Mayor Bill de Blasio on Tuesday dismissed a new opinion poll reflecting his lowest-ever ratings, but the city's first avowedly progressive leader in two decades acknowledged that he needs to do a better job "explaining to people how this vision is affecting their lives."
When asked about the survey showing that only 38 percent of New York City voters believe he is performing well, de Blasio rattled off a list of indicators, taking credit for expanding prekindergarten, lowering overall crime and stimulating job growth.
"Polls come and go," he said. "There's no question about the work being done and the impact it is having on people. That's what matters, and I know it will be felt."
A Wall Street Journal/NBC4 New York/Marist College poll showed that de Blasio's job approval numbers had tumbled from 44 percent in a May survey. The poll also suggested that more people believe the city is on the wrong track than believe it's on the right track.
De Blasio touted the 177,000 new jobs since he took office, declaring "We have a city that is getting safer all the time" and that 65,000 4-year-olds are in prekindergarten.
"We'll keep doing this work and showing people what it means for their lives, but there's no question that this is a time when the city's moving forward," de Blasio said.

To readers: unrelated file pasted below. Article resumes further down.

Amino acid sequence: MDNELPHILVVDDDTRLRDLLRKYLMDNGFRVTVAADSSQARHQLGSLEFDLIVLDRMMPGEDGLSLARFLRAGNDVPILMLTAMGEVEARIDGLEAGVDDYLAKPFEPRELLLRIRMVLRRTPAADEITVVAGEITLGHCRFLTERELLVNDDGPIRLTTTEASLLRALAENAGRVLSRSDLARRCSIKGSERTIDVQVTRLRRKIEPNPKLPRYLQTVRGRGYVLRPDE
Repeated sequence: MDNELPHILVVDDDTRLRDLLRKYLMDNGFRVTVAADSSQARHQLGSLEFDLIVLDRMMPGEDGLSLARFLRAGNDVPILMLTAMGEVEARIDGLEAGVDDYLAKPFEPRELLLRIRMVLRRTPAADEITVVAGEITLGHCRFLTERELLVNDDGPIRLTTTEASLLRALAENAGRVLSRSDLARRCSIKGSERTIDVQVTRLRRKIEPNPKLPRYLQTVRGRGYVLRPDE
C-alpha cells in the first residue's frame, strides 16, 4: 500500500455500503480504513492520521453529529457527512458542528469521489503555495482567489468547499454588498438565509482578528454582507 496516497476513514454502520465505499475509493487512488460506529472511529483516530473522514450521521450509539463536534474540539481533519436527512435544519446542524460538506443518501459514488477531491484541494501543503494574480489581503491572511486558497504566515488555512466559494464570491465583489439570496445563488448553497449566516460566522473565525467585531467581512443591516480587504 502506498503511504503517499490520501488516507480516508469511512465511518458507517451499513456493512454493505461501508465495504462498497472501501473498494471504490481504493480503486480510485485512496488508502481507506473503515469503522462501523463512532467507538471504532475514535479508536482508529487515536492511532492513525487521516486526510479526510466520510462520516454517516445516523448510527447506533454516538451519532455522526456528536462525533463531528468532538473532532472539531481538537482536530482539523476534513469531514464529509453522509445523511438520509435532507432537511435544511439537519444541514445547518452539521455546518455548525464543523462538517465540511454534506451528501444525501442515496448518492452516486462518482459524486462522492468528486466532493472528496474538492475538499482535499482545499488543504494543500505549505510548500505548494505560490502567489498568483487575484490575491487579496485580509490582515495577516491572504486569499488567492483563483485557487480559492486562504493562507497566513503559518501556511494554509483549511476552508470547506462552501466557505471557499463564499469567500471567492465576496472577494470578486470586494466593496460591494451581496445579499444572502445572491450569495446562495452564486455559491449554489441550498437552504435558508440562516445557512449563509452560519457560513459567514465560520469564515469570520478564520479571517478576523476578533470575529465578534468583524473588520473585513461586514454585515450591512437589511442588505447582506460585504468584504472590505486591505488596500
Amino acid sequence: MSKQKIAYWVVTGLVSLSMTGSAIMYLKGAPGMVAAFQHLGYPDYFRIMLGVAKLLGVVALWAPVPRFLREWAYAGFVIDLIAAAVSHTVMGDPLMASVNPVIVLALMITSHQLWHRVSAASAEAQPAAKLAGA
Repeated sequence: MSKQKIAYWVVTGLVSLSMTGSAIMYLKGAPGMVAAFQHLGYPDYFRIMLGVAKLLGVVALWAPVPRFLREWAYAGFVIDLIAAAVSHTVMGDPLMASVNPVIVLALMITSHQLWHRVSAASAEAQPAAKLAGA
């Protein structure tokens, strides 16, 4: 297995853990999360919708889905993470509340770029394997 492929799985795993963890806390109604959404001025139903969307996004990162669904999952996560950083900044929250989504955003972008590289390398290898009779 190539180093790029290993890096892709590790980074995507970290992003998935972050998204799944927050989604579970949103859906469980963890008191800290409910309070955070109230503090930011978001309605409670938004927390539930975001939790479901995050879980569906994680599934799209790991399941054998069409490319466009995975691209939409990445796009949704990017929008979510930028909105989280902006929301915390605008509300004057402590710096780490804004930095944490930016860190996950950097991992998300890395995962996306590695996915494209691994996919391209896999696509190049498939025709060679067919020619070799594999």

De Blasio reacted to the poll at a news conference in Greenpoint, Brooklyn, where he announced a policy to make it harder for hotels to locate within so-called industrial-business zones -- city-created districts that offer tax breaks to jump-start manufacturing and encourage businesses to open and stay in the city. The administration wants the land to be used to create industrial jobs, not for hotels. Opening buildings like hotels and storage facilities in such zones will now need special permission.
Near the end of a news conference, de Blasio said in response to a question that he couldn't immediately name a single mistake he's made over the course of his 22-month mayoralty.
"I would have to think about that and come back with a coherent answer," de Blasio said. "I think one thing we have to do better is explaining to people how this vision is affecting their lives."
De Blasio also pushed back at Gov. Andrew M. Cuomo, who reportedly told a closed-door meeting recently that he sees it as part of his job to "save New York City." A Cuomo spokesman has denied that the governor used those words, a report of which originally appeared in The New York Daily News. Cuomo's office didn't return a message seeking comment on Tuesday.
"In terms of any measure of how you judge a city and its success, there are a lot of areas where this city is literally doing better than ever," de Blasio said, when asked about the report. "I think we're on the right track. "